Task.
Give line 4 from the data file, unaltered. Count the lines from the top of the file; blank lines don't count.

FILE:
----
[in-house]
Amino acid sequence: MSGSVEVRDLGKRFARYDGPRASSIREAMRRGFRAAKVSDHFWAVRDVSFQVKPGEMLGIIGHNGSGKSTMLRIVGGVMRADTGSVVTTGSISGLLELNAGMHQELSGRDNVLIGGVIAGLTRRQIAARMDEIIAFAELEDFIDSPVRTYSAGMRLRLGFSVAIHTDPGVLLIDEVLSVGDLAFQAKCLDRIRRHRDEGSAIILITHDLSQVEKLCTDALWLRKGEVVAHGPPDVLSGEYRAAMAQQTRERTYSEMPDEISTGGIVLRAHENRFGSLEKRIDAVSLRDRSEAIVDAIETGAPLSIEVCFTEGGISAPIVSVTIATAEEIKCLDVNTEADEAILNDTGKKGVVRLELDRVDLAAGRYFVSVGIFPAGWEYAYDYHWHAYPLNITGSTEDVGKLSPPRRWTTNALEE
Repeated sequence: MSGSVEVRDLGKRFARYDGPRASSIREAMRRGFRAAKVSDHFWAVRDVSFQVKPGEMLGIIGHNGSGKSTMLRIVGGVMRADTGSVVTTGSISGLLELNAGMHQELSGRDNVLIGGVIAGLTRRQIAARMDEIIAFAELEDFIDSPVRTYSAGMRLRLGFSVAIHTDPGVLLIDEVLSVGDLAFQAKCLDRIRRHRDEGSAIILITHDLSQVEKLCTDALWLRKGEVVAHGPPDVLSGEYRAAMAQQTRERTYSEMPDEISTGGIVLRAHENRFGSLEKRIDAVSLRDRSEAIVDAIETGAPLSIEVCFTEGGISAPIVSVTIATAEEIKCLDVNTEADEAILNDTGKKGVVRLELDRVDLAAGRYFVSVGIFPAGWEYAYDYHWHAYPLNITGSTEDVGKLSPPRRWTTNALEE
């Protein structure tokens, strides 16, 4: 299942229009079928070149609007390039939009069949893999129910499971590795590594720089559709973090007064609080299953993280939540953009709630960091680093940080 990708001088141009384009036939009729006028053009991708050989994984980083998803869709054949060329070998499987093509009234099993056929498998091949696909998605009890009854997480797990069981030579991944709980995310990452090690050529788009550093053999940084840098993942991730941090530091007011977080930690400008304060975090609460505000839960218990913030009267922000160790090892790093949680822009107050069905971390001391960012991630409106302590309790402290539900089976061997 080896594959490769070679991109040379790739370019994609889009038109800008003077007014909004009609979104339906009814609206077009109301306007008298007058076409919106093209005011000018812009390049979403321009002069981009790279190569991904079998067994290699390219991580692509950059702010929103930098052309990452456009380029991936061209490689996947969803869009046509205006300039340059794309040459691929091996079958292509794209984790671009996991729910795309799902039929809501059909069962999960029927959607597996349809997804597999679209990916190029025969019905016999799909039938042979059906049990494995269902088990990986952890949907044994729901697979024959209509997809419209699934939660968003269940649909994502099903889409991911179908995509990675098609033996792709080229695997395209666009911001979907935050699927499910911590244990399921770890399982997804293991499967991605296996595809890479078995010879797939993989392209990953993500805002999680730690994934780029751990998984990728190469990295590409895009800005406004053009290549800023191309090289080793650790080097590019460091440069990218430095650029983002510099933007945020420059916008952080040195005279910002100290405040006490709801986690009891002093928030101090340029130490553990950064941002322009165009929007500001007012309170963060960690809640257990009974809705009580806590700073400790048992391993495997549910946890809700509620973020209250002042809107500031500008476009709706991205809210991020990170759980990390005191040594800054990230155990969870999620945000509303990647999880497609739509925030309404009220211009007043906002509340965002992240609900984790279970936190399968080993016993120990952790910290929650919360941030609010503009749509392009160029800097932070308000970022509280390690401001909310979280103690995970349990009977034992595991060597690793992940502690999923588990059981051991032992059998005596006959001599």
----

């Protein structure tokens, strides 16, 4: 299942229009079928070149609007390039939009069949893999129910499971590795590594720089559709973090007064609080299953993280939540953009709630960091680093940080 990708001088141009384009036939009729006028053009991708050989994984980083998803869709054949060329070998499987093509009234099993056929498998091949696909998605009890009854997480797990069981030579991944709980995310990452090690050529788009550093053999940084840098993942991730941090530091007011977080930690400008304060975090609460505000839960218990913030009267922000160790090892790093949680822009107050069905971390001391960012991630409106302590309790402290539900089976061997 080896594959490769070679991109040379790739370019994609889009038109800008003077007014909004009609979104339906009814609206077009109301306007008298007058076409919106093209005011000018812009390049979403321009002069981009790279190569991904079998067994290699390219991580692509950059702010929103930098052309990452456009380029991936061209490689996947969803869009046509205006300039340059794309040459691929091996079958292509794209984790671009996991729910795309799902039929809501059909069962999960029927959607597996349809997804597999679209990916190029025969019905016999799909039938042979059906049990494995269902088990990986952890949907044994729901697979024959209509997809419209699934939660968003269940649909994502099903889409991911179908995509990675098609033996792709080229695997395209666009911001979907935050699927499910911590244990399921770890399982997804293991499967991605296996595809890479078995010879797939993989392209990953993500805002999680730690994934780029751990998984990728190469990295590409895009800005406004053009290549800023191309090289080793650790080097590019460091440069990218430095650029983002510099933007945020420059916008952080040195005279910002100290405040006490709801986690009891002093928030101090340029130490553990950064941002322009165009929007500001007012309170963060960690809640257990009974809705009580806590700073400790048992391993495997549910946890809700509620973020209250002042809107500031500008476009709706991205809210991020990170759980990390005191040594800054990230155990969870999620945000509303990647999880497609739509925030309404009220211009007043906002509340965002992240609900984790279970936190399968080993016993120990952790910290929650919360941030609010503009749509392009160029800097932070308000970022509280390690401001909310979280103690995970349990009977034992595991060597690793992940502690999923588990059981051991032992059998005596006959001599």